Genuine or fake seeds? UD researchers ‘dig in’ to how seed fraud impacts Kenyan farmers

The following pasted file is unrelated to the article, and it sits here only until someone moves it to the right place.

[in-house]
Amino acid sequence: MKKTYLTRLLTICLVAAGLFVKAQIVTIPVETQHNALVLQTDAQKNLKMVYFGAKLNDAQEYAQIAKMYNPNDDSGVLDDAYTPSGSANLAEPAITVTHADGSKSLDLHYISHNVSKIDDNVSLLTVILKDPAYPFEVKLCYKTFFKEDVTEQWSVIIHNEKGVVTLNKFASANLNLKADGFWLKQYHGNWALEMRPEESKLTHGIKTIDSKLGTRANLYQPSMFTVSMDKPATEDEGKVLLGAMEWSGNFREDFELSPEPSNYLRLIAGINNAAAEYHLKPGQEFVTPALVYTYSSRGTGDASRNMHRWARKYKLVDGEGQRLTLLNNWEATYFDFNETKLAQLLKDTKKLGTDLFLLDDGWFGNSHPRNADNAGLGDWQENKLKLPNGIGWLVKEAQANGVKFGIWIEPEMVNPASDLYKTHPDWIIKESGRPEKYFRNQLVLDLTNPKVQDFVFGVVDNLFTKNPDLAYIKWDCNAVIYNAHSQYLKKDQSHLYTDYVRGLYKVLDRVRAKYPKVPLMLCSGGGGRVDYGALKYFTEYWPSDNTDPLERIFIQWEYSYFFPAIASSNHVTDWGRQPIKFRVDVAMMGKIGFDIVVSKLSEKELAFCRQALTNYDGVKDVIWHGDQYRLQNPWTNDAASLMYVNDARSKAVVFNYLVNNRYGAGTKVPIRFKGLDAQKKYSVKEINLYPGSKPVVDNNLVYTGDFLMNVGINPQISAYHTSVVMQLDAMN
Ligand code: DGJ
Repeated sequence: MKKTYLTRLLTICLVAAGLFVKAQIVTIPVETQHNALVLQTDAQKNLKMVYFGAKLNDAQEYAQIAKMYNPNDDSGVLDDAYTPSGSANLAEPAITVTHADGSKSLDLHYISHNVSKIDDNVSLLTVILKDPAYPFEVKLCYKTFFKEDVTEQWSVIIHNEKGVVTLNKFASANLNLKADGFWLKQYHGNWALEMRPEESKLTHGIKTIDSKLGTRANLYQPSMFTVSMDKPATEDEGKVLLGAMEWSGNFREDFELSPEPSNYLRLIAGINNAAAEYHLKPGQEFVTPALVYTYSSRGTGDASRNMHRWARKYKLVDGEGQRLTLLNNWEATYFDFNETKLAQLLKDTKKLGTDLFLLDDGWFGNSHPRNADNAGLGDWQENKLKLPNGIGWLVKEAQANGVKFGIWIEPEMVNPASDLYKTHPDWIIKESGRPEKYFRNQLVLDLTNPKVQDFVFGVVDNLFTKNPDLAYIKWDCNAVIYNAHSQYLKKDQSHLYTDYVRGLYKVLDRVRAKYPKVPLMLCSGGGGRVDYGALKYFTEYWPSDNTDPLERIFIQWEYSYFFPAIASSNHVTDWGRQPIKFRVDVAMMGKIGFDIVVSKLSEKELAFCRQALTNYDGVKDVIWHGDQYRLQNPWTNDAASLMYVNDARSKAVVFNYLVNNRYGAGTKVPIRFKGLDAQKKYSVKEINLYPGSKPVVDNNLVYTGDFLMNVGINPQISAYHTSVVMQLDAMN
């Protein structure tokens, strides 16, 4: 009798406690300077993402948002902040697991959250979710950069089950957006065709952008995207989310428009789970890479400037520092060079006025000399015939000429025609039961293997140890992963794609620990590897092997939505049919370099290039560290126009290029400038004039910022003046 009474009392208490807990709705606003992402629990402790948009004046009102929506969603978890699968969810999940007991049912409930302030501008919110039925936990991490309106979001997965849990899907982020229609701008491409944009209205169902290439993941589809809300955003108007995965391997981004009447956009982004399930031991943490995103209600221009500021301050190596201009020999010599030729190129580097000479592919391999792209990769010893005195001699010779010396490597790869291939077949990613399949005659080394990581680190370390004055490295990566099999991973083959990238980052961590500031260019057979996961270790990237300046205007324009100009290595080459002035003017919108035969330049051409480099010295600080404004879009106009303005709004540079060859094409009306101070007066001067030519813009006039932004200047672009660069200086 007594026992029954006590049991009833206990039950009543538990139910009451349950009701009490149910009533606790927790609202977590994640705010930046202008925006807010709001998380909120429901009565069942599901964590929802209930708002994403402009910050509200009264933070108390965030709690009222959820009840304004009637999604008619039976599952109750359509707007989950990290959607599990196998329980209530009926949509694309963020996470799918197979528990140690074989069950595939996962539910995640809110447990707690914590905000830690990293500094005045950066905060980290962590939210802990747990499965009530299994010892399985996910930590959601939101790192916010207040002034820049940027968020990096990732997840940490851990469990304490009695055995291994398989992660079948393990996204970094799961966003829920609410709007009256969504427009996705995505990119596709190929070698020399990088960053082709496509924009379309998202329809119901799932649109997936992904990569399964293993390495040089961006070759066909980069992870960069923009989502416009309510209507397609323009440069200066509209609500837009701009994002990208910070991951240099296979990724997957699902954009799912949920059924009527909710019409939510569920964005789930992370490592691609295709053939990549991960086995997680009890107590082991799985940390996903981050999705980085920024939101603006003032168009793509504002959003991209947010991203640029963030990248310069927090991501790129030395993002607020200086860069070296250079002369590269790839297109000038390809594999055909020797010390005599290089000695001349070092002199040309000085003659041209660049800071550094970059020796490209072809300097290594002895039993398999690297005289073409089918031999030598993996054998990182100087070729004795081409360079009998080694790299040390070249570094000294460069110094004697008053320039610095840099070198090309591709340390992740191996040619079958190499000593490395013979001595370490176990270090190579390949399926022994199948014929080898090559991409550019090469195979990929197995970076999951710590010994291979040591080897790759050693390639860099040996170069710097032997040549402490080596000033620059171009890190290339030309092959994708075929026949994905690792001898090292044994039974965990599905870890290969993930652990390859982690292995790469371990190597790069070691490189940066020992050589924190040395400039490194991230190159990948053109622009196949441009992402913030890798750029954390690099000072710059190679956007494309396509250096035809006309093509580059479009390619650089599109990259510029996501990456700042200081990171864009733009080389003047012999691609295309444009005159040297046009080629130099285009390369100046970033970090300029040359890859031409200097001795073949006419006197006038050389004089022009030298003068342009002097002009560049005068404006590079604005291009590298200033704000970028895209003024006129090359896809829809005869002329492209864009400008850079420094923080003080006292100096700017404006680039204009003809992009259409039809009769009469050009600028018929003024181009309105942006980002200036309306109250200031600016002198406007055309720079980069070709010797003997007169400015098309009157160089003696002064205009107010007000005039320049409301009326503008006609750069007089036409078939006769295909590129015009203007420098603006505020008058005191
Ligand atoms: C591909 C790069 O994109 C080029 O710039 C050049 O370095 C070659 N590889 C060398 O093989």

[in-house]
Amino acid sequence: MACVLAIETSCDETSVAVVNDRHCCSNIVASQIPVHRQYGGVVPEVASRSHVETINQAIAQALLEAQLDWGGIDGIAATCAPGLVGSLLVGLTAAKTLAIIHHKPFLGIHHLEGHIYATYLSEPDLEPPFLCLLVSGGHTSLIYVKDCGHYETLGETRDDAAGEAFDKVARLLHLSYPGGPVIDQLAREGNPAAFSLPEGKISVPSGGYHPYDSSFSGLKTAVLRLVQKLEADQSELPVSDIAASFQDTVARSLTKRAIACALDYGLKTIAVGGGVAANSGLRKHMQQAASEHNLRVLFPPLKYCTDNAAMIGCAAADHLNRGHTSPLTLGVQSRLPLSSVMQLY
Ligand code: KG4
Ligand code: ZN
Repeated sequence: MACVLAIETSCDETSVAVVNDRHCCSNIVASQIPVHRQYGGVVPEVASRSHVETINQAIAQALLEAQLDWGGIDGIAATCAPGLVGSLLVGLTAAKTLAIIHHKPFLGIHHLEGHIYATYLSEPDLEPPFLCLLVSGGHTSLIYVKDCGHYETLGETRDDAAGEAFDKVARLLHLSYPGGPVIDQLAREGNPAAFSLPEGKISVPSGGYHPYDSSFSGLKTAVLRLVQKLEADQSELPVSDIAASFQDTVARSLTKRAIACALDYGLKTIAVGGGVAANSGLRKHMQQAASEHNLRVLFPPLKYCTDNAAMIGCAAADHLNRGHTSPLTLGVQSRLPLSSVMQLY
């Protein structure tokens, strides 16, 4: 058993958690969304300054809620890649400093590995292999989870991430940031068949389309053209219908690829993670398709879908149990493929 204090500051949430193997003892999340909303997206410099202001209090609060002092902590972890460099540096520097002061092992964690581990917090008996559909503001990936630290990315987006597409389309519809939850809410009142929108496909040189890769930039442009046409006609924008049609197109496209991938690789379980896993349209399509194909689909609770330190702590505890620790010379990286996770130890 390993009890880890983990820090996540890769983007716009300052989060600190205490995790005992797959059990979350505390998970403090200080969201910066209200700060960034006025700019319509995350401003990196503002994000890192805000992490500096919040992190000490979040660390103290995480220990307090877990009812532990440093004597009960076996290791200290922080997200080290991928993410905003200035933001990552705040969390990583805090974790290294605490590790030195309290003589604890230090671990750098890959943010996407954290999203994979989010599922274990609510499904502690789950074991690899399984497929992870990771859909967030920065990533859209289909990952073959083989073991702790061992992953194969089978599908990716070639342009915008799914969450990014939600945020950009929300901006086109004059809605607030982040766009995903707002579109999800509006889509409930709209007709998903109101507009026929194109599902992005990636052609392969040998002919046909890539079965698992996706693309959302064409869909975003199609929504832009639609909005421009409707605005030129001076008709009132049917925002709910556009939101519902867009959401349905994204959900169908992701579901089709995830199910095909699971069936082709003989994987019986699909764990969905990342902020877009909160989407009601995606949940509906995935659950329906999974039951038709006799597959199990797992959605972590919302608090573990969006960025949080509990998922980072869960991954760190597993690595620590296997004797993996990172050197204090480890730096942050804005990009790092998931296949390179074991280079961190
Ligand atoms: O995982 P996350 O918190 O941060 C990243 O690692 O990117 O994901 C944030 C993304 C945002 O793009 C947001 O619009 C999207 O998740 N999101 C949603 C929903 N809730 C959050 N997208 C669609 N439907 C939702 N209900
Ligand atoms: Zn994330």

University of Delaware alumnus Mariam Gharib (right) helps a Kenyan farmer verify the corn seed’s authenticity by submitting the certification code listed on the seed packet to the manufacturer via a text from his cell phone.For farmers, a productive harvest can mean money in the bank.  Poor yield due to drought, pests and other environmental factors, on the other hand, can threaten livelihoods. Improved seed varieties have been developed to address these problems for many agricultural crops. Yet while agricultural production in the United States continues to rise, in areas of Africa, such as Kenya, gains in agricultural production have been more limited. This is particularly true of corn, or maize, productivity in the Nyanza Province, which occupies the largest share of the region’s farmland compared to other crops and is a staple food for more than 90 percent of the area’s population. According to University of Delaware alumnus Mariam Gharib, a Kenya native, one possible reason for this production lag may be seed fraud, a practice where plant seeds marketed as high-performance have actually been tampered with or been replaced with inferior products. Read the full article on UDaily.